border: 1px solid ${getColor('mistExtra')};
color: ${getColor('contrast')};
`,
outlinedAlert: () => css`
border: 1px solid ${getColor('alert')};
color: ${getColor('alert')};
`,
ghost: () => css`
color: ${getColor('contrast')};
`,
ghostSecondary: () => css`
color: ${getColor('textSupporting')};
`,
})}

The match function takes two arguments: a value to match against, and an object mapping each possible value to a function. The function that corresponds to the value is then called, and its result is returned. We typically use match for union types, and it will flag a TypeScript error if you forget to provide a resolver for one of the possible values.

shouldBeDefined: throw an error if value is undefined

The next function, shouldBeDefined, is designed to throw an error if the value is undefined. Sometimes we find ourselves in situations where we know a value is defined, but the type could be undefined. In these scenarios, we don't need to handle undefined values explicitly but simply need to throw an error if the value is missing.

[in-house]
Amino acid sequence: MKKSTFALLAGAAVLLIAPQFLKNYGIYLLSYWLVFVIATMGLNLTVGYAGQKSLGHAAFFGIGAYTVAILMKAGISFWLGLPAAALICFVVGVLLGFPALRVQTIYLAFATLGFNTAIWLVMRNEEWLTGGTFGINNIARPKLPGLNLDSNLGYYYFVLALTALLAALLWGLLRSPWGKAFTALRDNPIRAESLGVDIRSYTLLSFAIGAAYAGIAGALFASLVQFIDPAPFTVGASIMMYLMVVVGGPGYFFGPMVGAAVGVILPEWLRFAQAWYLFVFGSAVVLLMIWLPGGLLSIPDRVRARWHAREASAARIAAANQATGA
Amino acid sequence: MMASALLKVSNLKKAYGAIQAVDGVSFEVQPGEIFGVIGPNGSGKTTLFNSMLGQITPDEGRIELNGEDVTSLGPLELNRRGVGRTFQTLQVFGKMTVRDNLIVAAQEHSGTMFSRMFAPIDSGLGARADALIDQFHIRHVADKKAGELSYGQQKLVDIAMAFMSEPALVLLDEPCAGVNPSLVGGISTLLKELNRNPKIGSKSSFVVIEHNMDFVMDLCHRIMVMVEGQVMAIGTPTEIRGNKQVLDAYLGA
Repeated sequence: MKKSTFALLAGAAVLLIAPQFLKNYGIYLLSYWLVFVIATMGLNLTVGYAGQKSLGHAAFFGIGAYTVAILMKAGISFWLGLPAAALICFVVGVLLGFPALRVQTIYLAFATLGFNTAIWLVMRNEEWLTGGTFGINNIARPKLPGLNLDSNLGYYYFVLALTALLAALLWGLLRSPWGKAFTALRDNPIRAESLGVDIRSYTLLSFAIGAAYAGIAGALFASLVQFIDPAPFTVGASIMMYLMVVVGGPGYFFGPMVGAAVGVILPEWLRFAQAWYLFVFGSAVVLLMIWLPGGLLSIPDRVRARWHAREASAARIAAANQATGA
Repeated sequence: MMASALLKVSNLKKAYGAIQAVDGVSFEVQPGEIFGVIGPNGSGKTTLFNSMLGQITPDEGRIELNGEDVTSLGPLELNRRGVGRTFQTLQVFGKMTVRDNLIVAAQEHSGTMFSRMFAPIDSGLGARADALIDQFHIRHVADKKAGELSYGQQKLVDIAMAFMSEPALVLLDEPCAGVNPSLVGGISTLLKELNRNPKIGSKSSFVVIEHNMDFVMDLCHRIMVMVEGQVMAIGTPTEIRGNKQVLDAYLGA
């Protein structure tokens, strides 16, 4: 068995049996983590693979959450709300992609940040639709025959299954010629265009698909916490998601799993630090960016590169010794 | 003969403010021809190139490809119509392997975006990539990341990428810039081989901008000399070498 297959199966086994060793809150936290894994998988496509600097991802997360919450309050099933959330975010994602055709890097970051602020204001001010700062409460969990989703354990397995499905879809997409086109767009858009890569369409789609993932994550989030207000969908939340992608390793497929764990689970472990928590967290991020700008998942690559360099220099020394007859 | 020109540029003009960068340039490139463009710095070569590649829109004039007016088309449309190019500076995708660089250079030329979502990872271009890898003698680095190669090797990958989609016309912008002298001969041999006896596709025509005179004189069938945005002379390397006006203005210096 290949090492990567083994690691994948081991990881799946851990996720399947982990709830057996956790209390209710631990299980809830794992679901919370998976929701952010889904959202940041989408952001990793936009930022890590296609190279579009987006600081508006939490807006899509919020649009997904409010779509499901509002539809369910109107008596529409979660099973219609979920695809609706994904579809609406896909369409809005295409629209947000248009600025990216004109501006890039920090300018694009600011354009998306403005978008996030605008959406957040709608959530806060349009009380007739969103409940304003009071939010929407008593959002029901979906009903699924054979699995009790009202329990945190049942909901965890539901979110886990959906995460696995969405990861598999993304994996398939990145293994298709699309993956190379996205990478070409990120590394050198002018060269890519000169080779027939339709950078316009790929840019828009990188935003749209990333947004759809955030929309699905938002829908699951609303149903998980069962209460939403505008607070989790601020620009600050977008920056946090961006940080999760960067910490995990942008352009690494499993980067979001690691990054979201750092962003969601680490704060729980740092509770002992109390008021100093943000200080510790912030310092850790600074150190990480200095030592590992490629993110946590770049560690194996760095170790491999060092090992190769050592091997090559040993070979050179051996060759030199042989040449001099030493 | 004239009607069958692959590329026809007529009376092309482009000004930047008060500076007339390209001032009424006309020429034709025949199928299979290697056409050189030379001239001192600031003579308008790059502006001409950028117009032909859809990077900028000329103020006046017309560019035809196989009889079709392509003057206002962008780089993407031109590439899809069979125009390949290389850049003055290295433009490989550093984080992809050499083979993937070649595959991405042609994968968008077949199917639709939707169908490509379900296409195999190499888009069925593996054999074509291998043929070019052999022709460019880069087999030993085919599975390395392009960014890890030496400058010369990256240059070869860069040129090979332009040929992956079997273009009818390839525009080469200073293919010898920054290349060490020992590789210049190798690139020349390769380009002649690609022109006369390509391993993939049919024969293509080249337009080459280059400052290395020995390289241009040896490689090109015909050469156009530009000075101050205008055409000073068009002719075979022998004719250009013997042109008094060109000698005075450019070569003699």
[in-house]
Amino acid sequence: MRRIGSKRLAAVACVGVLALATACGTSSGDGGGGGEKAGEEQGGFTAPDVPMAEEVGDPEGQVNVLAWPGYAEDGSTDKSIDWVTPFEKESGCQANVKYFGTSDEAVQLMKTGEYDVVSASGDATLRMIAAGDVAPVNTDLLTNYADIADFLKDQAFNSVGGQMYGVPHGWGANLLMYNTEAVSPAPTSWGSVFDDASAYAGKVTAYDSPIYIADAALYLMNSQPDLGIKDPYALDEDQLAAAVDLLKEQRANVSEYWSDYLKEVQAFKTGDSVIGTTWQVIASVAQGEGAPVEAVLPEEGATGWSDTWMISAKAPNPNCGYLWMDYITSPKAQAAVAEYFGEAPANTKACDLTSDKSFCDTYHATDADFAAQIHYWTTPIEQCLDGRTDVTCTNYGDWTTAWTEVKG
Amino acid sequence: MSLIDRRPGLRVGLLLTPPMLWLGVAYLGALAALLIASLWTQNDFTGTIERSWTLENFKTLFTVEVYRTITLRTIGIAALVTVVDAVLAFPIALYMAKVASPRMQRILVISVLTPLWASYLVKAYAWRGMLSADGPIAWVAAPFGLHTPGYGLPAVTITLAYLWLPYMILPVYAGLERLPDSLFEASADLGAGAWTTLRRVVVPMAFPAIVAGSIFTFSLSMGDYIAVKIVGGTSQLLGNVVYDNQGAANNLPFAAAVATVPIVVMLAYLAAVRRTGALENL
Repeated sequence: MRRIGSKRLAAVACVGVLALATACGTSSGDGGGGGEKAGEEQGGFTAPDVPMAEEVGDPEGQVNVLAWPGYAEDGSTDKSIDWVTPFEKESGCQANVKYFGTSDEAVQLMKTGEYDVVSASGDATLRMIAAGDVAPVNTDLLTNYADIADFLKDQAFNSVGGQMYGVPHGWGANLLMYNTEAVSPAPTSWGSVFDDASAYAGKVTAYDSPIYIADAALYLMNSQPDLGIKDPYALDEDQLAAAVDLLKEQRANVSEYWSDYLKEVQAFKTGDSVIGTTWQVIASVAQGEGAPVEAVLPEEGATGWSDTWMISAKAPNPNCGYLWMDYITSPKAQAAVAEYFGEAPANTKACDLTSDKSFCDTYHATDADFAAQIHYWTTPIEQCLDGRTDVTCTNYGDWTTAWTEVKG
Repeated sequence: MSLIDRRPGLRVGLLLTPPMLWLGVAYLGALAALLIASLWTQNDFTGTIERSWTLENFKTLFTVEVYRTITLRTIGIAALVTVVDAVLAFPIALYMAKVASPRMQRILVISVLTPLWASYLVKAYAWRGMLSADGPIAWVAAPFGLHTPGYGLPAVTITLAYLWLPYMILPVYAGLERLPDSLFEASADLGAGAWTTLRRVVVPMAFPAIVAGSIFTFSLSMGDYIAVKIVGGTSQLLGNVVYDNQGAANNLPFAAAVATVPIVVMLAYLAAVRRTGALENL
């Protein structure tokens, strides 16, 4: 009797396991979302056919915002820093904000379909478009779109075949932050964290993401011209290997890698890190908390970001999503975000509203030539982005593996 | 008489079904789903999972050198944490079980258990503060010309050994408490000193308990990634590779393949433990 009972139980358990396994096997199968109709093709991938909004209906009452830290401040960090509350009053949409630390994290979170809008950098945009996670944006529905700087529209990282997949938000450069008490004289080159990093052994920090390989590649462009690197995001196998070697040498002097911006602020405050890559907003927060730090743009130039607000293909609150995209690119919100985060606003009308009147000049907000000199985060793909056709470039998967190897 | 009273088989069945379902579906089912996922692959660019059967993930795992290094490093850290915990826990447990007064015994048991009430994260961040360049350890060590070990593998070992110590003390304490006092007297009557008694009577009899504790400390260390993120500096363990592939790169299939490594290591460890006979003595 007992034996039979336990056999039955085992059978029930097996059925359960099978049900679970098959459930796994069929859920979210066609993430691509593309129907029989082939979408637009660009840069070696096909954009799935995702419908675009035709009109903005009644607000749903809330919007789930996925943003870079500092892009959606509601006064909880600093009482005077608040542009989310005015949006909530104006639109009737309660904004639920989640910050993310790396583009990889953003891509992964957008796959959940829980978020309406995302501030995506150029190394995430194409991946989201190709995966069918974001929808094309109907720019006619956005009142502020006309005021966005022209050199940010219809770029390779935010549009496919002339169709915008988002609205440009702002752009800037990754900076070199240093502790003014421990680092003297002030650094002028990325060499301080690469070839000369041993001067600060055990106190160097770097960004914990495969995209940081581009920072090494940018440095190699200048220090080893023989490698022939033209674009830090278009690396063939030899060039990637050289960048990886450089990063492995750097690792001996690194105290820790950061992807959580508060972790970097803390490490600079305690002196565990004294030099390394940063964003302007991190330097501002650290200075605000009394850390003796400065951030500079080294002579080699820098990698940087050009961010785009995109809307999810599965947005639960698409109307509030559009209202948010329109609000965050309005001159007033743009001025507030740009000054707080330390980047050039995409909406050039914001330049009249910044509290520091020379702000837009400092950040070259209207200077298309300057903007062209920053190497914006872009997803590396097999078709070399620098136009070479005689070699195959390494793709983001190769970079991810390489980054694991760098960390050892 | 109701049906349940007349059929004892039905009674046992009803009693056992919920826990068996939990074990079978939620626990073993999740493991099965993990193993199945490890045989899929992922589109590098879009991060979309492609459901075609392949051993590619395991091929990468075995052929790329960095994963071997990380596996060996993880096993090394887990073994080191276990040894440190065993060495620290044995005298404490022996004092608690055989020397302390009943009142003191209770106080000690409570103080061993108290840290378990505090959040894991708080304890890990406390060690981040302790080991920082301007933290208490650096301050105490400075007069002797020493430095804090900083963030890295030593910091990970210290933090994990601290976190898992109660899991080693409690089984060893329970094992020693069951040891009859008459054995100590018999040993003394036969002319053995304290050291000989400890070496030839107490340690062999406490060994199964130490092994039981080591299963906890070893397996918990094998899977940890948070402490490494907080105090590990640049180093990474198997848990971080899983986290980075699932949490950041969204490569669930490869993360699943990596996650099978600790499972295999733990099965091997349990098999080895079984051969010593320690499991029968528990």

export function shouldBeDefined<T>(
value: T | undefined,
valueName: string = "value"
): T {
if (value === undefined) {
throw new Error(`${valueName} is undefined`)
}

return value
}

One example is accessing environment variables. Their type is string | undefined, but we know that they were established before launching our application.

const apiUrl = shouldBeDefined(process.env.NEXT_PUBLIC_API_URL)

getRecord: convert array to an object